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Family and Friends is my everyday journal. Captain's Log is where I pontificate on religion and politics.

Wednesday, November 27, 2013

Favorite Authors: James A. Michener

James Albert Michener  February 3, 1907 – October 16, 1997) was an American author of more than 40 titles, the majority of which were sweeping family sagas, covering the lives of many generations in particular geographic locales and incorporating historical facts into the stories. Michener was known for the meticulous research behind his work.
Michener's major books include Tales of the South Pacific (for which he won the Pulitzer Prize for Fiction in 1948), Hawaii, The Drifters, Centennial, The Source, and Poland. His nonfiction works include the 1968 Iberia about his travels in Spain and Portugal, his 1992 memoir, and Sports in America.

Of all my favorite authors in this series I started reading Michener first. I didn't finish that first book until fifteen years later. It was his book The Source. Everybody bought this book in 1962 when it first came out. It is still in print to this day!
For those not familiar with this book, it is the craziest book ever written. It starts off with archaeologists in Israel starting a dig on a small mound between Acre and the Sea of Galilee. For the first hundred pages or so you learn how archaeologist work, what a Kibbutz is, are introduced to a host of characters, a summary of the book of Deuteronomy and a number of artifacts they discover. Then it changes, starting with the oldest artifact Michener writes a short story set in the time period of the artifact weaving a tale about a family changing from living in a cave as hunter gatherers to building a house and growing crops. The wealth of information concerning the historical significance of this major shift in human history is mind boggling even for a twelve year old who at that time wanted to grow up and be an archaeologist. Years later when teaching World History The Bee Eater, was of all the stories from this book that fascinated my students the most, and I was effortlessly able to explain what a huge change for humans transitioning from tribal wanderers to civilization.
I read about on-third of the book and got bogged down in the short story set in Byzantine times. Squabbles between Christians over Christ being flesh and not spirit as well as nitpicking Jewish Rabbis beginning the Talmud made me put the book away for many years.
I picked it up again in college to discover many more fascinating stories. I have spoken to many people from my parents generation and mine about the book and it is almost universal that they say, "I started the book, but didn't finish it." I'm not the only one who bogged down on the short story The Law.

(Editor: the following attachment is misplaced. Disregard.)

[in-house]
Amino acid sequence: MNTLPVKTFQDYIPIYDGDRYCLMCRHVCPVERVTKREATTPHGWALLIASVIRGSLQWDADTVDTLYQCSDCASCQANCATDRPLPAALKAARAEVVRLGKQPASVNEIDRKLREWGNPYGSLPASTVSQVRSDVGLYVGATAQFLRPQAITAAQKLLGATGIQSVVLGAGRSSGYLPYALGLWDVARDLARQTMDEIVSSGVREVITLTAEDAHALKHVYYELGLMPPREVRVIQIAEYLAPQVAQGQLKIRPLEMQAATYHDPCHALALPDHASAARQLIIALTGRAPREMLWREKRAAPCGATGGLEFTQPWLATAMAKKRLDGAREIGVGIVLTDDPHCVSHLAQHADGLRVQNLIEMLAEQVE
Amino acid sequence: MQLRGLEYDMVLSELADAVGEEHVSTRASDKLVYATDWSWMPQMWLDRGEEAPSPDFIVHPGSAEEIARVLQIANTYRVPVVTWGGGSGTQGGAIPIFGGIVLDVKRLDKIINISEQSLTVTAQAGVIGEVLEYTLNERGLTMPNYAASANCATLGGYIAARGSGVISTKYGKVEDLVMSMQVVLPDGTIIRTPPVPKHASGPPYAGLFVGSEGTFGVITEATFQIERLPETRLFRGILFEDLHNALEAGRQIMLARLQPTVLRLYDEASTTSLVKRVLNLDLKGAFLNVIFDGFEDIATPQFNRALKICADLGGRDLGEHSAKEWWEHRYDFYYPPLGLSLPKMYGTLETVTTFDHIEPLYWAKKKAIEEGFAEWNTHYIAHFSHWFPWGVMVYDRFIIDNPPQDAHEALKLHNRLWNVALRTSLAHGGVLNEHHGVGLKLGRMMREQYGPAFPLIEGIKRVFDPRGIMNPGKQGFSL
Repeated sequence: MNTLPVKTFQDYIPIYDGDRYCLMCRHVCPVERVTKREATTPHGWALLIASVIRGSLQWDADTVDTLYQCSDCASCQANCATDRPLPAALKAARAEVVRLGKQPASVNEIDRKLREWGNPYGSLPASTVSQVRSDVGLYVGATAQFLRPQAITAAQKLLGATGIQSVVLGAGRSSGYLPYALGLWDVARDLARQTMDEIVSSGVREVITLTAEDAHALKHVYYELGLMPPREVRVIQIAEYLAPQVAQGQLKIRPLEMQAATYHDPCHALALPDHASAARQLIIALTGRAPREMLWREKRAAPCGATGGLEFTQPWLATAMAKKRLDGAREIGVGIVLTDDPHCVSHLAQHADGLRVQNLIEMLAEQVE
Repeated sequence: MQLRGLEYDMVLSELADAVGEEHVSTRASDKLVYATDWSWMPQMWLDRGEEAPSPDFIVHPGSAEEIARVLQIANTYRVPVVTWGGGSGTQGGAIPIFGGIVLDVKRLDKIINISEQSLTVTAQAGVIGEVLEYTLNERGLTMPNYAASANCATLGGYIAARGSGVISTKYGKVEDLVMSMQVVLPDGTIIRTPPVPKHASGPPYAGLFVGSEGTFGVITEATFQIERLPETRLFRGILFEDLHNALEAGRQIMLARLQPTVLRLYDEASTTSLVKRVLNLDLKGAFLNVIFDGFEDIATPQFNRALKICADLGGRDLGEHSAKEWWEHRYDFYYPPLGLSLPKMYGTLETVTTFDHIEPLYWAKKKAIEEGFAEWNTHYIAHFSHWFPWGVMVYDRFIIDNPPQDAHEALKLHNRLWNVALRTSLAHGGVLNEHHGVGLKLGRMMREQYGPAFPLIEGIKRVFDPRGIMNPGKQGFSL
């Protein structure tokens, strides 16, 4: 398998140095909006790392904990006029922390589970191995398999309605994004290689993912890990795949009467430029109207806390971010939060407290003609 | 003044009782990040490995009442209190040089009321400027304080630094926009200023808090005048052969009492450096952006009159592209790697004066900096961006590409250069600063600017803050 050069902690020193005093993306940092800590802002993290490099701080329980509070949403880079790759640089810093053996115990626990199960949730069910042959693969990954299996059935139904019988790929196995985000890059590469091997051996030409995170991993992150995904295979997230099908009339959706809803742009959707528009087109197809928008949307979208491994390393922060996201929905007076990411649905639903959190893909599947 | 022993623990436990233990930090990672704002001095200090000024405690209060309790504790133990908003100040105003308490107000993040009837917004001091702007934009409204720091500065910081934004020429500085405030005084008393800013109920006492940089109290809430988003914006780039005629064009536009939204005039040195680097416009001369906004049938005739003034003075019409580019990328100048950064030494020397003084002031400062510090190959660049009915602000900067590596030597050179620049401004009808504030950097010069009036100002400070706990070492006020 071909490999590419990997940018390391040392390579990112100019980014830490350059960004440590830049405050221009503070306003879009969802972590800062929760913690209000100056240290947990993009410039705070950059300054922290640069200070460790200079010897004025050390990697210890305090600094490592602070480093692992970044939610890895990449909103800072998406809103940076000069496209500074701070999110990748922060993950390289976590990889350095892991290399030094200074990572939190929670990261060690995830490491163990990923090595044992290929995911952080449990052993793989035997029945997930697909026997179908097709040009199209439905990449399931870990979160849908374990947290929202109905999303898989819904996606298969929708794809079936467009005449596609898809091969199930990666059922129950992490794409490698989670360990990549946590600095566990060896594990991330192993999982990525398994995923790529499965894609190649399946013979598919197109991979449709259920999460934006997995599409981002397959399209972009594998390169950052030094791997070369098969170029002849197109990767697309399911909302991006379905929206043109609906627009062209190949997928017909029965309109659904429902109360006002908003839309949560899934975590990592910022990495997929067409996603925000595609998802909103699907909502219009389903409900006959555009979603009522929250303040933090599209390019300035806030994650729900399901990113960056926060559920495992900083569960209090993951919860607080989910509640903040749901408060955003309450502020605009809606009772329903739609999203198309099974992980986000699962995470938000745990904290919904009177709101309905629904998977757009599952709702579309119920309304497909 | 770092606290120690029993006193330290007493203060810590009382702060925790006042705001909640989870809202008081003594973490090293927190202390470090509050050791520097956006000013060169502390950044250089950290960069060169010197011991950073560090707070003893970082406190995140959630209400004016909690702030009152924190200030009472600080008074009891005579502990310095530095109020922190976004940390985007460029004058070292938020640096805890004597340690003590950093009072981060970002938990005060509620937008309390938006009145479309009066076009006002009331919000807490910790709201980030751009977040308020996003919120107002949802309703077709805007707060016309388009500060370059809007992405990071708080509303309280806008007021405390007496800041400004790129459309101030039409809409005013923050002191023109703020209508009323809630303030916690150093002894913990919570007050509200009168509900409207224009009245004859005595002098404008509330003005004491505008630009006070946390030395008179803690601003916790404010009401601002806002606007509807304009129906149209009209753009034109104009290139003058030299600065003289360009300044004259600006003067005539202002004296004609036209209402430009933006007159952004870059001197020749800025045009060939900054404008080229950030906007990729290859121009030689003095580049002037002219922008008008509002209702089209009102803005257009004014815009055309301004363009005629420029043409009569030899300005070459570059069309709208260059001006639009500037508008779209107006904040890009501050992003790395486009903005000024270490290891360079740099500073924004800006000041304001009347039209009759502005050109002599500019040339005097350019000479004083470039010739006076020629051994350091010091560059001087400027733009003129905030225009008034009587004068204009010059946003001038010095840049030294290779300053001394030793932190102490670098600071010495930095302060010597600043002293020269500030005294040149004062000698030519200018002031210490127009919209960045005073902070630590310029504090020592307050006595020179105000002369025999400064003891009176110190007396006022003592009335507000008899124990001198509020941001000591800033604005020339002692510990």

In-between the short stories the archaeologists discuss the artifacts, which in almost all cases I found distracting, with the exception of Cullinane's comparison of two Crusader kings. Saint Louis and Frederick The German. Louis is held up in history as a great king even though he never won a battle and saw army after army slaughtered. History remembers him for his strong faith. America even has a city named for him.. Frederick on the other hand after landing in Acre negotiated a peace that lasted for a hundred years and upon leaving with his army was jeered and had pig guts dumped on him. Does that kind of remind you of the hatred directed at Kennedy for negotiating a peace with Russia on the missile crisis and SALT treaty compared to the adulation of George W. Bush for starting two meaningless and stupid wars that have taken a heavy toll in lives and wealth. But just listen to the howls, wailing and gnashing of teeth because Obama negotiated with Syria on WMD's and now with Iran.
Sorry to go on at length on this book, but in my opinion it is the one book everyone in the world should read to understand world history and apply it to what's happening today. Skip the one story on the law, unless you're really into Jewish Talmudic scholarship.

While the kids were little and as a teacher I had lots of reading time after teaching summer school. I read the complete Harold Robbins one summer so the next summer I thought I'd read everything by Michener. It took me all summer just to finish one of his books. When computers came out and I started writing short stories and novels my goal of reading the total tome of Michener bogged down.
I did like Alaska, Poland, Texas, Chesapeake, The Drifters, but some of his later books felt like he'd run out of story ideas. Michener started writing at age forty and published for fifty years. Quite an accomplishment.
One tidbit I read in an interview. His first book after he was discharged from the Marines after WWII was Tales of the South Pacific. He walked through a small muddy village in New Guinea that was named Bali Hai, he thought the name was beautiful and put it his book. The book was turned into the
Broadway musical South Pacific with Bali Hai one of the most memorable of songs.


Yogi♪♪♪ said...

The Source was my first Michener book. My Dad bought it for me in 1976 after he came back on a business trip and I read it over Christmas break. I loved it. I read the whole danged thing. I went on to raead almost all of the books you mention. I especially loved Chesapeake.
He did run out of gas when he got older. I remember reading Mexico which was a lost novel that he took up again years later. You could tell which page it was lost.

One book of his that I wanted to read and tried several times was Iberia.

Unknown said...

PM: A friend of mine once sat next to Michener on a flight!

P M Prescott said...

Yogi, I didn't make it through Iberia either. A little too much contemplation for me.

My favorite story in the Source is Twilight of an Empire, it covers a pogram and how corruption destroys all productivity of a people.

P M Prescott said...

Michael, how lucky for your friend.